Jeremiah 11-13
(The Life of Jeremiah)
August 7th

Produced by The Listening for God Ministry
Copyright 2016

Please refer to one or more Bible versions of your choice to read this section. We recommend that you read at least two versions for added understanding. For your convenience, we have provided six links below, each of which takes you directly to today's chapters in a specific version:

Key Verse

And the Lord said to me: Proclaim all these words in the cities of Judah, and in the streets of Jerusalem: Hear the words of this covenant and do them.

- Jeremiah 6:11 (NRSV)

Summary of Chapters

Chapter 11 begins a nine-chapter section that tells stories from Jeremiah’s life and can be considered an explanation of his personal ministry. We will also notice a shift in style, as this section includes more verses of prose than the earlier sections. We will hear illustrations and examples of the life of Jeremiah, but will also see sections of poetry and prophecy interspersed between lines of prose, and will read dialogue between the prophet and the LORD(1).

The three chapters in today's study focus on Israel's breach of its covenant with God. The LORD tells Jeremiah to review the terms of the deal: If they followed his instructions then he would bring them to the land of milk and honey (lush and fertile). God held up his part of the bargain, but his people did not. They disobeyed him and had been warned on numerous occasions, but they continued to do what they wanted to do, as a result there would be grave consequences for these people, explained the LORD.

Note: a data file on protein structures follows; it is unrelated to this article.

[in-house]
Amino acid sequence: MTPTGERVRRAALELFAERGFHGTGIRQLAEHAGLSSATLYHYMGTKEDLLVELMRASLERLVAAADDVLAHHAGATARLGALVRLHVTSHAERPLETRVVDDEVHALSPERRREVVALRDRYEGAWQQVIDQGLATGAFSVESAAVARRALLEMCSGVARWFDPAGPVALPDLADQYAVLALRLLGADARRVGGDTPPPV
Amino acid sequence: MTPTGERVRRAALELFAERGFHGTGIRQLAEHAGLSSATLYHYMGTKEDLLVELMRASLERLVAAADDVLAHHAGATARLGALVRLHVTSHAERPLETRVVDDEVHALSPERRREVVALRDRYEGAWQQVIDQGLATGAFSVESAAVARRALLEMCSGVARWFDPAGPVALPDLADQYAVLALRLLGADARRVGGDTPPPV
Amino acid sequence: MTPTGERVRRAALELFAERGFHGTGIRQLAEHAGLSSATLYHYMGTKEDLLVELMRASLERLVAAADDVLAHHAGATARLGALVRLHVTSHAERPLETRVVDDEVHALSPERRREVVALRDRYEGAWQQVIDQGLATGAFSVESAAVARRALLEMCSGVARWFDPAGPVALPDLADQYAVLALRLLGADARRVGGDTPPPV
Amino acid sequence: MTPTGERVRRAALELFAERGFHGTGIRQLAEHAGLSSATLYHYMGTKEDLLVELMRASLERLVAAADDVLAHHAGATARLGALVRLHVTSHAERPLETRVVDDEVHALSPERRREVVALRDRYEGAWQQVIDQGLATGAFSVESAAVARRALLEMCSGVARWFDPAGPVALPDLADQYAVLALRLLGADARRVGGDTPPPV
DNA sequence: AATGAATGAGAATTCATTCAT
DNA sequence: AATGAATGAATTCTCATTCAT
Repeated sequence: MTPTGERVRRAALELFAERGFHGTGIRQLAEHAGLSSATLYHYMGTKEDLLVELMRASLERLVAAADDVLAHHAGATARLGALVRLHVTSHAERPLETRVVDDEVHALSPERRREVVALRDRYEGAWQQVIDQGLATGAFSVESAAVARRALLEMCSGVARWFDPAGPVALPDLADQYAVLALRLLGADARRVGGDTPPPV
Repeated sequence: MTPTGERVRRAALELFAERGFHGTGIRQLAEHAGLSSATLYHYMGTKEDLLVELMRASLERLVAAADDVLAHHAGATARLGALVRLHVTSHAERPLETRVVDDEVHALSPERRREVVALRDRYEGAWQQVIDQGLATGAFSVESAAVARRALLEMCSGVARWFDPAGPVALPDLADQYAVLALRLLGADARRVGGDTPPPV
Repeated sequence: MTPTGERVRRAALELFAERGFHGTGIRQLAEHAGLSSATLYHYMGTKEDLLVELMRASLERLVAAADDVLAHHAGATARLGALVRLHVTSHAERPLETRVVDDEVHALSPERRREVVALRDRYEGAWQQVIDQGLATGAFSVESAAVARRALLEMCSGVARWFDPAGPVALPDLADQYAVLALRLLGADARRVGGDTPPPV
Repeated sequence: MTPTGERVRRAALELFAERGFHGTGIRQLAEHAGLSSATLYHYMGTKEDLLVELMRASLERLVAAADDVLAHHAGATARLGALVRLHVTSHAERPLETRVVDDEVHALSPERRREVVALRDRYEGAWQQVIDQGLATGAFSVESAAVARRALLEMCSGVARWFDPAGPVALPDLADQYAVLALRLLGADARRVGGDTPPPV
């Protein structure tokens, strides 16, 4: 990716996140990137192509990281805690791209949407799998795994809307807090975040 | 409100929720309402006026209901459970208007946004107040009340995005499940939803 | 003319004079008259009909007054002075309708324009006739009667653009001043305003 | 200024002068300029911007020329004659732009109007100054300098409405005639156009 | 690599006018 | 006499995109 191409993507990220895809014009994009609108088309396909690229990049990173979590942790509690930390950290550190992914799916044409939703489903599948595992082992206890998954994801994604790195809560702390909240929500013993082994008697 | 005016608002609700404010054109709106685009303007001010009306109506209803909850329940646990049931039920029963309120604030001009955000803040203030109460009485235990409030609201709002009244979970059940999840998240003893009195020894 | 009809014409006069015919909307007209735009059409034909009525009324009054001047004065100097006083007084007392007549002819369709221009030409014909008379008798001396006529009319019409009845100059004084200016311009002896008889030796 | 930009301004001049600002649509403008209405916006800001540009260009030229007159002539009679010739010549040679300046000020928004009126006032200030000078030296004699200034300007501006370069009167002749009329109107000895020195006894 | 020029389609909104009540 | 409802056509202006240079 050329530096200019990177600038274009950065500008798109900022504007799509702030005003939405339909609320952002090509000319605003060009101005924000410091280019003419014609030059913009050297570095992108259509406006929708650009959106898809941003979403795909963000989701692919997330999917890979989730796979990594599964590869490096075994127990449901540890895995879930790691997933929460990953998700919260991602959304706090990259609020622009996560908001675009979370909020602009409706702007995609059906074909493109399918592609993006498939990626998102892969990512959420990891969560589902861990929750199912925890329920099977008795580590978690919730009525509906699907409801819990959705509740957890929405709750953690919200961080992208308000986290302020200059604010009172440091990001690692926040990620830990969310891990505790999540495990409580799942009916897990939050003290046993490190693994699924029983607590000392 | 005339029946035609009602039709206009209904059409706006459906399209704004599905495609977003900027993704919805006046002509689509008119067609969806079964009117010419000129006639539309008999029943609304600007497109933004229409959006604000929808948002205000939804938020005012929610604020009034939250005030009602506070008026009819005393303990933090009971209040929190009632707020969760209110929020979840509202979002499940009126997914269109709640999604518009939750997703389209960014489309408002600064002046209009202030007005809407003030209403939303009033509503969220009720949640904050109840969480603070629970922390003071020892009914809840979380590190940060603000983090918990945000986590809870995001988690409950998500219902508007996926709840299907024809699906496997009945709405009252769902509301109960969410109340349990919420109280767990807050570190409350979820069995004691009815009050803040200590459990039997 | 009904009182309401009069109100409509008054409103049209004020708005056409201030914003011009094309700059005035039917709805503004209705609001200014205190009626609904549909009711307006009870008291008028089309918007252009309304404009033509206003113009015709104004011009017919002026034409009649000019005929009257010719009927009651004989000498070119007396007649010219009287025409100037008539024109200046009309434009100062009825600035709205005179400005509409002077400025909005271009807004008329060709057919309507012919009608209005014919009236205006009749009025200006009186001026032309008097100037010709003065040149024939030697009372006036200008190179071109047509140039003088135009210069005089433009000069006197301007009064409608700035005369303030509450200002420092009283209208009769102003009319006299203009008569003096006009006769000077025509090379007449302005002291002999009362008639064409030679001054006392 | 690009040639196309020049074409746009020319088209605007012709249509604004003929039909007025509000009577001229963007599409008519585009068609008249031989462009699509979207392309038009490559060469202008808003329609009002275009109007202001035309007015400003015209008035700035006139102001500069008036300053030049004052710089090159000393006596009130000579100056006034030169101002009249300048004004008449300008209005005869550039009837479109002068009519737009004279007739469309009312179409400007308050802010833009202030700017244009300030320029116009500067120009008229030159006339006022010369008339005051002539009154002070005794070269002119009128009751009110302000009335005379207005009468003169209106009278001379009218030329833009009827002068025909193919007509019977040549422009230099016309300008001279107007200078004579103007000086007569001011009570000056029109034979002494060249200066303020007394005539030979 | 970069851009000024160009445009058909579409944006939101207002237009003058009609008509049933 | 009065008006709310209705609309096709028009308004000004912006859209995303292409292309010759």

Later in that chapter Jeremiah describes a plot against him that the LORD revealed. The men of Anathoth (perhaps his own townspeople) warned him to stop prophesizing or he would be killed, but the LORD promised that it would be they who perish.

In chapter 12, Jeremiah begins with a complaint that evil seems to prosper. The LORD responds by reminding Jeremiah that his own brothers and family have betrayed him. The LORD then explains how he will hand over his people to the enemy because they have forsaken him and even roared at the LORD “ ‘like a lion in the forest’ (Jer 12:8 - NIV).”